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Mormons, Muslims work together to help refugees

Relief Society general president reaffirms LDS commitment at U.N. roundtable

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NEW YORK CITY — An LDS Church leader reaffirmed the faith’s commitment to working with religious groups and other agencies to provide humanitarian aid and help refugees around the world in a meeting at the United Nations Thursday.

Sister Jean B. Bingham, the church’s new Relief Society general president, said faith-based organizations need to build bridges, understand each other’s work and cooperate more.

"While beliefs may vary, we are united with other faiths in our commitment to a higher cause that transcends our personal interests and motivates us to give of our substance, our time and our energies on behalf of our fellow men and women,” she said during a panel discussion.

LDS Charities organized the event that brought together Islamic Relief USA, Episcopal Migration Ministries, UNICEF, the State Department and a resettled Afghani refugee as part of the U.N.'s Focus on Faith series. The discussion centered on the role of religious organizations in refugee assistance and resettlement. About 700 people attended.

Left on its own, Sister Bingham said, LDS Charities, the worldwide humanitarian arm of The Church of Jesus Christ of Latter-day Saints, would have limited impact.

“When we reach out to other faith-based organizations, there is a certain affinity — a shared language, a common motivation — that allows our resources to complement each other. Our common purpose lends power to our work,” she said.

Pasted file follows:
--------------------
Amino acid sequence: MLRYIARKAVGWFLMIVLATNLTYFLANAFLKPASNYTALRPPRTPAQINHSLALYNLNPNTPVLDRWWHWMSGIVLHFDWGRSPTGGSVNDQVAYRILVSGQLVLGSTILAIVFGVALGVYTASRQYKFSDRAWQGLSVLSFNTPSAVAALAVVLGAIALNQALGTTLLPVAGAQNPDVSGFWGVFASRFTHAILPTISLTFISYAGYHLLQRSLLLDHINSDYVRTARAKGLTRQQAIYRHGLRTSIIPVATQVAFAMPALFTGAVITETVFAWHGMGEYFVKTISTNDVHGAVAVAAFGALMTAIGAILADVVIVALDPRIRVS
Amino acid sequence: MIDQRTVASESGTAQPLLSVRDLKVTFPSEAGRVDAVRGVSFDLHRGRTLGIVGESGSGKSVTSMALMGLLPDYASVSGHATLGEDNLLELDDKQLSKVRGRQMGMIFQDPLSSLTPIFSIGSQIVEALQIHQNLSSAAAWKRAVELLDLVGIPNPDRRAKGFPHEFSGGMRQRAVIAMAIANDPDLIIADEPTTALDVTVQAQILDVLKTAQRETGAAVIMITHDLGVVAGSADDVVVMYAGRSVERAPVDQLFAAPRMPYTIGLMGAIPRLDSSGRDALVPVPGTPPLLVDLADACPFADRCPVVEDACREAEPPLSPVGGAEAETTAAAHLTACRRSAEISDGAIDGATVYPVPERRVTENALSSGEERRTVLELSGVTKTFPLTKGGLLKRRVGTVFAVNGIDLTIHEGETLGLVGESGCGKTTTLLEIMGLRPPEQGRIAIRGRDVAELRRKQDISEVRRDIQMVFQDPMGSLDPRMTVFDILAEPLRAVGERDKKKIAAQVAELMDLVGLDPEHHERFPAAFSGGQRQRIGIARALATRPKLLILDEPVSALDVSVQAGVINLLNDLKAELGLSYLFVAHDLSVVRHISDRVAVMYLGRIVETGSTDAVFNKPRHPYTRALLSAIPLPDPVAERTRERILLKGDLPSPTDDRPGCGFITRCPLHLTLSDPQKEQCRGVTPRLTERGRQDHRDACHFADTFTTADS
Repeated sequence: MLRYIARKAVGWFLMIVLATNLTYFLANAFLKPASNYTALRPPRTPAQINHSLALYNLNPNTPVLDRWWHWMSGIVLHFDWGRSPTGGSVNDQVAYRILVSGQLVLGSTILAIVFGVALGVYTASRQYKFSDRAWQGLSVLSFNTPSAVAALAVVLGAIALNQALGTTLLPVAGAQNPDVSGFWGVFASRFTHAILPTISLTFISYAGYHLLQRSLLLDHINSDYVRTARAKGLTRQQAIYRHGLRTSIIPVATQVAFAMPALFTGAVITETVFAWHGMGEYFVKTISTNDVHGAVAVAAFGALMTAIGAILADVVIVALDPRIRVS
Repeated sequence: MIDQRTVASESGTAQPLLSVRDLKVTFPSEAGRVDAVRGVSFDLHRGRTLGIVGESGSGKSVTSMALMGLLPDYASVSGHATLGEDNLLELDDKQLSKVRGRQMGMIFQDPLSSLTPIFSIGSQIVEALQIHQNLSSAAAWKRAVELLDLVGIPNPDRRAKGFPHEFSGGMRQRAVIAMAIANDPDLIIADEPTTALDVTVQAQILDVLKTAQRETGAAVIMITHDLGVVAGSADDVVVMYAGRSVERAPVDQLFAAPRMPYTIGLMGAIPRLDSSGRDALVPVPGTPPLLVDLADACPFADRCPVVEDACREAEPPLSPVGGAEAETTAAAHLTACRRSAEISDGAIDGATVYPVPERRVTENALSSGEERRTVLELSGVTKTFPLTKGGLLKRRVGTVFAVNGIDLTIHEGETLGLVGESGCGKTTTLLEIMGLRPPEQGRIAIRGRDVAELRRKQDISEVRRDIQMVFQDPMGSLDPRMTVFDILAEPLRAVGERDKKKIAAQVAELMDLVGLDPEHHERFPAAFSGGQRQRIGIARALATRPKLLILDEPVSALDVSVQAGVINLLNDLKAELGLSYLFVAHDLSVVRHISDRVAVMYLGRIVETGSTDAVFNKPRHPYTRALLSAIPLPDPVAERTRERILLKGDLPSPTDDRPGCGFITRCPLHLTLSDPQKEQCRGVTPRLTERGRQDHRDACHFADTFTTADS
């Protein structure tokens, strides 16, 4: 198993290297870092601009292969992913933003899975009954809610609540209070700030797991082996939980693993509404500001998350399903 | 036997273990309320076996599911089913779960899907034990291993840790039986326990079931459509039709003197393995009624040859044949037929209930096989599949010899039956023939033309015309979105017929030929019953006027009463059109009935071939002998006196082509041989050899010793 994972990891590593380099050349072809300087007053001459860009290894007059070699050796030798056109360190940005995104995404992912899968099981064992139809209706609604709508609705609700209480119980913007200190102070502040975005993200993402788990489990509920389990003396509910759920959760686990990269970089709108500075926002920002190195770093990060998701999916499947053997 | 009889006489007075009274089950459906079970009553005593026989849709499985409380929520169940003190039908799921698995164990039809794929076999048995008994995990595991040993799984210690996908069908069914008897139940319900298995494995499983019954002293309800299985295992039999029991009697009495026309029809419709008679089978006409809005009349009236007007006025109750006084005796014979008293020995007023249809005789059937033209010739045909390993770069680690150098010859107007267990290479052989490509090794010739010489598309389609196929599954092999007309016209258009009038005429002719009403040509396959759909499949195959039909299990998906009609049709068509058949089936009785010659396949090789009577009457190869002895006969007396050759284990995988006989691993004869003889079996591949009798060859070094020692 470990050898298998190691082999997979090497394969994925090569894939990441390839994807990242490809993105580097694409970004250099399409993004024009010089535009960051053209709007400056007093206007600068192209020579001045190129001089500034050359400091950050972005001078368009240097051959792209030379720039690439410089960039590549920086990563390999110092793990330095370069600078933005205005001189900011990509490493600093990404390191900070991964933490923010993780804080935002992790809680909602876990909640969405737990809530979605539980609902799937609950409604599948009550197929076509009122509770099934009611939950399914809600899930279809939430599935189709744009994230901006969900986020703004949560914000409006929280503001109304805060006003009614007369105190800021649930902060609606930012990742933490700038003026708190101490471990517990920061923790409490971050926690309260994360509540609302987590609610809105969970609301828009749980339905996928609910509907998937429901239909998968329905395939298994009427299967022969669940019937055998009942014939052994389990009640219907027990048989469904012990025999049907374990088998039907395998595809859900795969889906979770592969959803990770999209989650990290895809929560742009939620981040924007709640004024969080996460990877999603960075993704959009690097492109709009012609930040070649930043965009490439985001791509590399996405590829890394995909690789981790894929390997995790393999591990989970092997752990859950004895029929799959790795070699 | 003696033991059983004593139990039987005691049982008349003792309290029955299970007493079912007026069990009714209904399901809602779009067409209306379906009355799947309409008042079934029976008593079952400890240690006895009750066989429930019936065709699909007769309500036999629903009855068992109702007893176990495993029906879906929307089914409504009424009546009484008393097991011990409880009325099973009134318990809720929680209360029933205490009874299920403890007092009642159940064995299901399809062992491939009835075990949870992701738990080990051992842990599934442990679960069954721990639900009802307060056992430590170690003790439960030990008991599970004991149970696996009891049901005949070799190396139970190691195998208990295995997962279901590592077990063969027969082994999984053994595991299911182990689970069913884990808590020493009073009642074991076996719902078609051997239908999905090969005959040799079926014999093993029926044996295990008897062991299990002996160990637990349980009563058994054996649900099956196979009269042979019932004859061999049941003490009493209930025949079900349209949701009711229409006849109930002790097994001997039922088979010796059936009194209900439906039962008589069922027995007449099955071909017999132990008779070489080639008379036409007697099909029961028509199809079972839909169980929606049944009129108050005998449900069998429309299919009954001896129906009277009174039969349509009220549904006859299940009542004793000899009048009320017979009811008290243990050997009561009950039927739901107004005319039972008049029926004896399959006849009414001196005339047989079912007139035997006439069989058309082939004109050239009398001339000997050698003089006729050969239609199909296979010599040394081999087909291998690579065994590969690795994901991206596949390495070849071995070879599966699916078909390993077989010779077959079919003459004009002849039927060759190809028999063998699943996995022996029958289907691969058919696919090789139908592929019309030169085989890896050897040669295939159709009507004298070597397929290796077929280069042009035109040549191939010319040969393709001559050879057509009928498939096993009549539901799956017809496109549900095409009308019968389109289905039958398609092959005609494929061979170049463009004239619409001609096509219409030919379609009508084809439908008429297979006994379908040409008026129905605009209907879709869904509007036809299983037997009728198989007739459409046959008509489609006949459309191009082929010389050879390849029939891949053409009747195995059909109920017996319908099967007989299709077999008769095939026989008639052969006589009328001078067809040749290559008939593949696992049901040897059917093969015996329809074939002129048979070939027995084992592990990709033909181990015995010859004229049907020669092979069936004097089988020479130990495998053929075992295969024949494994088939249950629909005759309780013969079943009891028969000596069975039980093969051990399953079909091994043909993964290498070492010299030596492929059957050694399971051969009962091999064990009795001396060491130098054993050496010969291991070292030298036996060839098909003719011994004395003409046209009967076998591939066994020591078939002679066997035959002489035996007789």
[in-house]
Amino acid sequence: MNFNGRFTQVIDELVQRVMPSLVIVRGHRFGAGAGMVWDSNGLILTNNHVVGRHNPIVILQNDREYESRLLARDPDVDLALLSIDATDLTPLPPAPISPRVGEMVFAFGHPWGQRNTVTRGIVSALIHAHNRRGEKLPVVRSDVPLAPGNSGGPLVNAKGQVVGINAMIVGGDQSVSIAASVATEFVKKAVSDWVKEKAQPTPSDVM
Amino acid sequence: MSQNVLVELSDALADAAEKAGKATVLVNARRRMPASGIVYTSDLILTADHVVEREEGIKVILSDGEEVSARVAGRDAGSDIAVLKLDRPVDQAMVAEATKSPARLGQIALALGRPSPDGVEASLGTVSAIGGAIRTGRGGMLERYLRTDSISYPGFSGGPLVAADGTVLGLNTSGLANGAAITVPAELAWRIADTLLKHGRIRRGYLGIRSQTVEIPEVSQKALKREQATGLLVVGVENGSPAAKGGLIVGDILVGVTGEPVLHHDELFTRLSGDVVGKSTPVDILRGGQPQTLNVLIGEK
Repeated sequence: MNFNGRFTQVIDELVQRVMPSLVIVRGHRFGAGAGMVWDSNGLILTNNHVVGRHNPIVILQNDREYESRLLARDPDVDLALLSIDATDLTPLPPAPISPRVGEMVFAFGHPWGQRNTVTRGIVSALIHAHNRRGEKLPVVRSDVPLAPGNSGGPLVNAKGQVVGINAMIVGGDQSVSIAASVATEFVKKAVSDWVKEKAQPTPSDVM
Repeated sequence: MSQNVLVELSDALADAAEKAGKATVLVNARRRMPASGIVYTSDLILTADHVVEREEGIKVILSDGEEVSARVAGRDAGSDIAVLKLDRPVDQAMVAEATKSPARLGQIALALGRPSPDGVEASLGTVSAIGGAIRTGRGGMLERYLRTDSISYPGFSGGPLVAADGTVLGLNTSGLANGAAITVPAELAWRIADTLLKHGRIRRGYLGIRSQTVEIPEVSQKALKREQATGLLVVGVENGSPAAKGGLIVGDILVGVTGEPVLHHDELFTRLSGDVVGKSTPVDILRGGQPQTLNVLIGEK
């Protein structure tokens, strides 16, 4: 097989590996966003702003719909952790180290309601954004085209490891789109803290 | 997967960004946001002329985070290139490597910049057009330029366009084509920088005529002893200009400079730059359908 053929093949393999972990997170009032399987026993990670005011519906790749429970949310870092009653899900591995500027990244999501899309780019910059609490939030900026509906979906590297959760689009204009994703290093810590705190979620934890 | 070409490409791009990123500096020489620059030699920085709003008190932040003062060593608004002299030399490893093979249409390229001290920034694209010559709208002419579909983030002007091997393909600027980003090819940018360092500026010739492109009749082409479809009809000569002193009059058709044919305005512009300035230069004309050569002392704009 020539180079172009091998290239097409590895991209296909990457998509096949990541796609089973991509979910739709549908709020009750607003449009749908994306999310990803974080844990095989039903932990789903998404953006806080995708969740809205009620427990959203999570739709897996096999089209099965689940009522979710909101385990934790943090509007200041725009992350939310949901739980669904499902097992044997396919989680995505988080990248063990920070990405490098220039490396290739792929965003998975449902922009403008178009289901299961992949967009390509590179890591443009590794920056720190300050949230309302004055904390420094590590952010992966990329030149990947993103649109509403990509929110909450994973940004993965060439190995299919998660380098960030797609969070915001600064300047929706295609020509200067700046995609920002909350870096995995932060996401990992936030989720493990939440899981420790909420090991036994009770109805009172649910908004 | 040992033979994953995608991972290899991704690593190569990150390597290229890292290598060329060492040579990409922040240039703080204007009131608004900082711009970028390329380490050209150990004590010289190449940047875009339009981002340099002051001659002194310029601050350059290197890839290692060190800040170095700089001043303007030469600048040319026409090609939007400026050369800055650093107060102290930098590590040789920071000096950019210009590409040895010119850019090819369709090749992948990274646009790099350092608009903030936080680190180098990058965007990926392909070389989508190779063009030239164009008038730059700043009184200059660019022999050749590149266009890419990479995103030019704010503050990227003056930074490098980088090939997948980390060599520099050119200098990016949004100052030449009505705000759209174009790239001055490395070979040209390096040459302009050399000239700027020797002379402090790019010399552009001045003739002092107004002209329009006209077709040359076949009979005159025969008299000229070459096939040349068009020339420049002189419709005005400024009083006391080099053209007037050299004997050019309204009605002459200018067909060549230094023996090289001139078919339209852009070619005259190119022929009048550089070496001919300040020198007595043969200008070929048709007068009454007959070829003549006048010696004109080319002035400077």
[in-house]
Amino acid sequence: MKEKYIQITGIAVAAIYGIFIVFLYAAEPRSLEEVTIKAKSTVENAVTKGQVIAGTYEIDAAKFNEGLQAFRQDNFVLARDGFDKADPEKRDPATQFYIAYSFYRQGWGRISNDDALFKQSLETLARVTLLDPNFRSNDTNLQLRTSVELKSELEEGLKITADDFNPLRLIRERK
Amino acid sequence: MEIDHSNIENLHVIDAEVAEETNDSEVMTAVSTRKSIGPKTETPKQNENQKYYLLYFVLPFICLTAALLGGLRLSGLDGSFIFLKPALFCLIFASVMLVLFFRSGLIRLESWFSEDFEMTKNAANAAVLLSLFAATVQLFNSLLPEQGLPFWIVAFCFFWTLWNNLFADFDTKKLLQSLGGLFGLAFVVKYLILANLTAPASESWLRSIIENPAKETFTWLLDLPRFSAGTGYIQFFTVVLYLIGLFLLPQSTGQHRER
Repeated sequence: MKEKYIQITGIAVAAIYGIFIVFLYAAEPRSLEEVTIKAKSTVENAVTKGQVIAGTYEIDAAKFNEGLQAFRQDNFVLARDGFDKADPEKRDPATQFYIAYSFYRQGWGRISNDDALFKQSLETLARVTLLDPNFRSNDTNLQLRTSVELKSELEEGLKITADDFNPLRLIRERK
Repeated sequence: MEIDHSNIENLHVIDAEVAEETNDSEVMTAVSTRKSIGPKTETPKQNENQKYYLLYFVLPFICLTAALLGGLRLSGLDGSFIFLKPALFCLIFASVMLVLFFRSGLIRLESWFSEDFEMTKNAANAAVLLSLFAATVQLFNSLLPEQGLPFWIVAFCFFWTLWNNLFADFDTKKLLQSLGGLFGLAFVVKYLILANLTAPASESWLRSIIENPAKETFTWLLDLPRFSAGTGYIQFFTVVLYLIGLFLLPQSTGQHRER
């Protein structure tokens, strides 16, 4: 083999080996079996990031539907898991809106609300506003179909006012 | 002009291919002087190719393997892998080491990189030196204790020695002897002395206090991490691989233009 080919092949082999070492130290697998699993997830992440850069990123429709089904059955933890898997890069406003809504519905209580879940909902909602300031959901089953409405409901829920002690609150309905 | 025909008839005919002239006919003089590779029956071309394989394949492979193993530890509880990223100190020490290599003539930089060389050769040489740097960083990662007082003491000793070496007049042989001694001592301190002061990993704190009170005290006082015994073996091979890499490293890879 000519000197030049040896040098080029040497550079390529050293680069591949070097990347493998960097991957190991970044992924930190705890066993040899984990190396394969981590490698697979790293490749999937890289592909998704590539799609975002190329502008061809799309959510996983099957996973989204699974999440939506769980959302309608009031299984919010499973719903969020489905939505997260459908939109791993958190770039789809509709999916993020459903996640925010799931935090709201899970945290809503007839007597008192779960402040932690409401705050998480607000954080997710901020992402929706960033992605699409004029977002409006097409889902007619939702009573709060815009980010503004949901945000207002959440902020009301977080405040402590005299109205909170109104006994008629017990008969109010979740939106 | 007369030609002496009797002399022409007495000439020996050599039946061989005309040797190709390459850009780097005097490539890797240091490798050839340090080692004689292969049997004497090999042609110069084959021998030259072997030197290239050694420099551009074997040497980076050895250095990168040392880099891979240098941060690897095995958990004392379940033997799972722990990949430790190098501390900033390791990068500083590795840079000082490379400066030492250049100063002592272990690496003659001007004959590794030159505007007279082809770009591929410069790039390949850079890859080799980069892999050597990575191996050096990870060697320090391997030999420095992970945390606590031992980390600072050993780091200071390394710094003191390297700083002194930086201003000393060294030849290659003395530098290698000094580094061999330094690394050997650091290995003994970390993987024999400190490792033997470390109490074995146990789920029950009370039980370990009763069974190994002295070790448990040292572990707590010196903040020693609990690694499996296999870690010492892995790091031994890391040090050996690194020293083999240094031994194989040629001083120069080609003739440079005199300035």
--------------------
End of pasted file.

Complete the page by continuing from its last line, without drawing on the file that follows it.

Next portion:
Anwar Khan, CEO of Islamic Relief USA, said people are surprised to learn that LDS Charities was his organization's first interfaith partner.

"It’s not what people expect. That's cool. We get to change the way that people think," he said.

The cooperation between the Muslim and Mormon relief groups started when they worked together to aid Somali refugees fleeing to Kenya in 2011.

"They don’t need to work with us. They can do it themselves. But we together can do it better," said Khan, who was born in Pakistan and grew up in England.

The U.N. Department of Public Information started the Focus on Faith series in 2008 as part of its weekly briefings for nongovernmental organizations, or NGOs. It explores how faith traditions, faith-based organizations and cultural groups around the world tie into the U.N. mission.

LDS Charities, which is officially recognized as an NGO, works with several global U.N. programs that aid refugees and provide food, medicine, clothing and supplies to people in poverty. In the U.S., it has assisted the nine federally authorized refugee resettlement agencies, six of which are based in a religion.

Sister Bingham traveled to Uganda with UNICEF representatives six weeks ago to observe a multipartner effort to address the needs of refugees arriving from South Sudan and neighboring countries. In addition to meeting immediate needs, LDS Charities and UNICEF are providing immunizations and educational services for children in the settlement centers.

"In meeting the newly arriving refugees, I could see the relief wash over them as they exited the crowded buses to find a friendly welcome and a hot meal," said Sister Bingham, who became the church’s Relief Society president on April 1.